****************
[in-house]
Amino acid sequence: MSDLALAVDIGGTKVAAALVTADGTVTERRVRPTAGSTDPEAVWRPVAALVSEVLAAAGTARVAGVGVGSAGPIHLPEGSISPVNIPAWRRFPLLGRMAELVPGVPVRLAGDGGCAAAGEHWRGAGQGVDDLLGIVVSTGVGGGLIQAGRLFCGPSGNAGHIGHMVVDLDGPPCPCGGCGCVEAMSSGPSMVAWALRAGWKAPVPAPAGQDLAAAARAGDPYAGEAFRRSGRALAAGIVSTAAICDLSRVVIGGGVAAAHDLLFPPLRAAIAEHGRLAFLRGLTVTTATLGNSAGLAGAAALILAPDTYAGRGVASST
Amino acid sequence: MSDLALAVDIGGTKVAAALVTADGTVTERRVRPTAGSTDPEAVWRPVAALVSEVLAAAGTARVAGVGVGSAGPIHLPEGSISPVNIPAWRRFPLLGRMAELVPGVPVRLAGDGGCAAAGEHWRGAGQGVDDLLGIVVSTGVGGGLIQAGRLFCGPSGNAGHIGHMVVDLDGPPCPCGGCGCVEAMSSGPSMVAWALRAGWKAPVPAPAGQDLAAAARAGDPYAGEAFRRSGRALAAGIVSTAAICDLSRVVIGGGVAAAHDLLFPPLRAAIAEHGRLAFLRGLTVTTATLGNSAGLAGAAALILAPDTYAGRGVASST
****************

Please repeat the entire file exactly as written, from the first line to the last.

[in-house]
Amino acid sequence: MSDLALAVDIGGTKVAAALVTADGTVTERRVRPTAGSTDPEAVWRPVAALVSEVLAAAGTARVAGVGVGSAGPIHLPEGSISPVNIPAWRRFPLLGRMAELVPGVPVRLAGDGGCAAAGEHWRGAGQGVDDLLGIVVSTGVGGGLIQAGRLFCGPSGNAGHIGHMVVDLDGPPCPCGGCGCVEAMSSGPSMVAWALRAGWKAPVPAPAGQDLAAAARAGDPYAGEAFRRSGRALAAGIVSTAAICDLSRVVIGGGVAAAHDLLFPPLRAAIAEHGRLAFLRGLTVTTATLGNSAGLAGAAALILAPDTYAGRGVASST
Amino acid sequence: MSDLALAVDIGGTKVAAALVTADGTVTERRVRPTAGSTDPEAVWRPVAALVSEVLAAAGTARVAGVGVGSAGPIHLPEGSISPVNIPAWRRFPLLGRMAELVPGVPVRLAGDGGCAAAGEHWRGAGQGVDDLLGIVVSTGVGGGLIQAGRLFCGPSGNAGHIGHMVVDLDGPPCPCGGCGCVEAMSSGPSMVAWALRAGWKAPVPAPAGQDLAAAARAGDPYAGEAFRRSGRALAAGIVSTAAICDLSRVVIGGGVAAAHDLLFPPLRAAIAEHGRLAFLRGLTVTTATLGNSAGLAGAAALILAPDTYAGRGVASST